The West Papua region in Indonesia is estimated to host more than 40 uncontacted groups. Verifying that number is difficult, however, because of the mountainous terrain and because journalists and human-rights organizations are banned from the region by the Indonesian government.
Others live in the Andaman Islands archipelago, between India and the Malay Peninsula.
Until recently, the Jarawa of the Andaman Islands avoided contact with outsiders, although the Great Andaman Trunk Road has brought both tourists and poachers, leading to disease outbreaks and exploitation of the tribe.
And just off the coast of the Andaman Islands is North Sentinel Island, home to the Sentinelese: A group that attacks just about anyone who comes ashore.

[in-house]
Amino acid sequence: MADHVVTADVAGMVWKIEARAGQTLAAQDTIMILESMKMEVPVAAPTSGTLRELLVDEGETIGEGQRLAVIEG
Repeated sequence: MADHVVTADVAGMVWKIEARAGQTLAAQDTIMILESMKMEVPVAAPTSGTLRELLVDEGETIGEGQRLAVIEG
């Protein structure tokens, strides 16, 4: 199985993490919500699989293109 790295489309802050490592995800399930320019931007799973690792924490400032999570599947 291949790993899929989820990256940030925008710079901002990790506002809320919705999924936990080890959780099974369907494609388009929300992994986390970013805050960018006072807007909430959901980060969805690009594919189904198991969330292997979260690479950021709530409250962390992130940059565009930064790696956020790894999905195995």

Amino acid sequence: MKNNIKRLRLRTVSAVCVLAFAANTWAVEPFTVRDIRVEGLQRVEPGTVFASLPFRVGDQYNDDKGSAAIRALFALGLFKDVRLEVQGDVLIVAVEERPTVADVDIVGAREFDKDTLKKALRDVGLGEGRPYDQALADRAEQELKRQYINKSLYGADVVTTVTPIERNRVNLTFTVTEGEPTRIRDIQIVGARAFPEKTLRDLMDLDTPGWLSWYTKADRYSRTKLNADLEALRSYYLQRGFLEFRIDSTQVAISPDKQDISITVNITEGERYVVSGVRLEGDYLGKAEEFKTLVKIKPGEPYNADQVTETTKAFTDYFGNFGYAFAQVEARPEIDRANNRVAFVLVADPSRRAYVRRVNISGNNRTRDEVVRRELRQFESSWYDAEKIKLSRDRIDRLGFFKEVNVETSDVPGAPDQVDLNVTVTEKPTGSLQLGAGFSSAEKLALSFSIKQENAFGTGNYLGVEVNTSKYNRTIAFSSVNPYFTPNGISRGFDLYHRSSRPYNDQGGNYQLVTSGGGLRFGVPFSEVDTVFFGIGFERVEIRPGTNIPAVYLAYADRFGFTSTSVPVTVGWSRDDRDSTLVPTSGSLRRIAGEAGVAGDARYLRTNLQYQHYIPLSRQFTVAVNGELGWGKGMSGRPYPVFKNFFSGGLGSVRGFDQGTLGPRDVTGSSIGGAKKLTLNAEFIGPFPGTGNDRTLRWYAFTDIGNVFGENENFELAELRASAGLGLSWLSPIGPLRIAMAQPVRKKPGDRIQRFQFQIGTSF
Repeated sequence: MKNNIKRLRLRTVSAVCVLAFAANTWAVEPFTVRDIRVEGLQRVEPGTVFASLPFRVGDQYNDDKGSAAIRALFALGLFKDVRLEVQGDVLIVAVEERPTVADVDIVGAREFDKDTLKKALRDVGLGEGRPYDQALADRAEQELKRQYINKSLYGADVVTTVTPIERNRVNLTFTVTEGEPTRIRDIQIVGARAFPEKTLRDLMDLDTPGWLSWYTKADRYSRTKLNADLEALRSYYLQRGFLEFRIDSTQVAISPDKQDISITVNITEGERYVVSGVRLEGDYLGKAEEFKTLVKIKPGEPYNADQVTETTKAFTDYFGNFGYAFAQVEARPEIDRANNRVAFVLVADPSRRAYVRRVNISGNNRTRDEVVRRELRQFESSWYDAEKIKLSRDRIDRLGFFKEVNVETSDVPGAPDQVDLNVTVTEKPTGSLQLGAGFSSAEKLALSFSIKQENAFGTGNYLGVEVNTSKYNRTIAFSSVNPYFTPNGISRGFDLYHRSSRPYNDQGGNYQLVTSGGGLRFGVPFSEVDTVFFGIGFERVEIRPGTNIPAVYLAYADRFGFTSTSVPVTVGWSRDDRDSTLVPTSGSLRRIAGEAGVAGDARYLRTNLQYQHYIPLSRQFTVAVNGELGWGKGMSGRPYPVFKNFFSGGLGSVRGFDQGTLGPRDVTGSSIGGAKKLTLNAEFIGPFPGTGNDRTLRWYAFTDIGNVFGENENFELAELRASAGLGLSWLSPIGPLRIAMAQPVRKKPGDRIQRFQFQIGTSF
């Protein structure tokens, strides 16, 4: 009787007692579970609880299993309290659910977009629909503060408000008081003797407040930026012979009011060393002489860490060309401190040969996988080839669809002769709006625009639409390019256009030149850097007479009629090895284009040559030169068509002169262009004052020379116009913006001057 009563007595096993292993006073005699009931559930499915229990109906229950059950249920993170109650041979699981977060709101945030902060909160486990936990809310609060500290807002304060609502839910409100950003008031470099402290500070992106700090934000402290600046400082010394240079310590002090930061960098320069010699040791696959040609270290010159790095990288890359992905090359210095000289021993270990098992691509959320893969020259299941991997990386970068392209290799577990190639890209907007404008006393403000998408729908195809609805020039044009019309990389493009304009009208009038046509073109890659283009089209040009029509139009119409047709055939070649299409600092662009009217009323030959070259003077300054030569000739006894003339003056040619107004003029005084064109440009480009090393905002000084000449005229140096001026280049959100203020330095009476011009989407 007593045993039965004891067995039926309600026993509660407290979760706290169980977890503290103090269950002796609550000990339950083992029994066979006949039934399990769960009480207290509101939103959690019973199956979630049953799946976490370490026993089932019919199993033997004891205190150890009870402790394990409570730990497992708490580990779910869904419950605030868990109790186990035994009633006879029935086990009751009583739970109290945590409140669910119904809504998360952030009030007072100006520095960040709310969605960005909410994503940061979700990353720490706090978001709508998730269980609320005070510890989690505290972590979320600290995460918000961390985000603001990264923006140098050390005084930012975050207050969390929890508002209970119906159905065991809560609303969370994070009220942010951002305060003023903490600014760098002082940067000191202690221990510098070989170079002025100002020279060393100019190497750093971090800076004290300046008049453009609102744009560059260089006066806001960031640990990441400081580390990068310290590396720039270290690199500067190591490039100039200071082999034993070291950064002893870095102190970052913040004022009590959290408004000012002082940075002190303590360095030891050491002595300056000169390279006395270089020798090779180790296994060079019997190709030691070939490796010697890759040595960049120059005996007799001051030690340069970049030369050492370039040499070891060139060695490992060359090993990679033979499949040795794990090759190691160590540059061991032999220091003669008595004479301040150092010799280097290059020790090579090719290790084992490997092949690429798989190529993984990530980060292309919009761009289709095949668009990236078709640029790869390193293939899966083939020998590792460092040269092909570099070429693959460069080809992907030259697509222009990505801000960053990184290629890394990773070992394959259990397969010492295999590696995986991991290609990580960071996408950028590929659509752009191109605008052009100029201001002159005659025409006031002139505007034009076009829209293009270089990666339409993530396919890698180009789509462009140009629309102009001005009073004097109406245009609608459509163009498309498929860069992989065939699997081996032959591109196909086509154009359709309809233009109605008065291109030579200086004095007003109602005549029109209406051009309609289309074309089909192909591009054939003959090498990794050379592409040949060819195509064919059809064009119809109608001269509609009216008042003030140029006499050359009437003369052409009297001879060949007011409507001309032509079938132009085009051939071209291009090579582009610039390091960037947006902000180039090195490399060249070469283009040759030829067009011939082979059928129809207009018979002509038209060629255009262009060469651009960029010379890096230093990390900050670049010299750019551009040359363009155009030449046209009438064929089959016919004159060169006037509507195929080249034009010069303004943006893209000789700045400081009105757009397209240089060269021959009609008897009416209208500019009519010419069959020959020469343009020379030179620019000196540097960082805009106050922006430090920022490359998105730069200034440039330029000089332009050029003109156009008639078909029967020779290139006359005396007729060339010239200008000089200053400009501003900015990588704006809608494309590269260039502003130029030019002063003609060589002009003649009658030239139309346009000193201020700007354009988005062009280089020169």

Source: Tech Insider
But most of the known uncontacted tribes live in South America, deep in the Amazon rainforest.
Brazil claims to have most of the world's uncontacted people, estimating as many as 77 tribes — though National Geographic estimates as many as 84. Many of them live in the western states of Mato Grosso, Rondonia, and Acre.
Illegal logging in the Amazon poses a huge risk for the indigenous people living in the region, and some uncontacted tribes have even come out of their isolation in protest of encroaching devastation.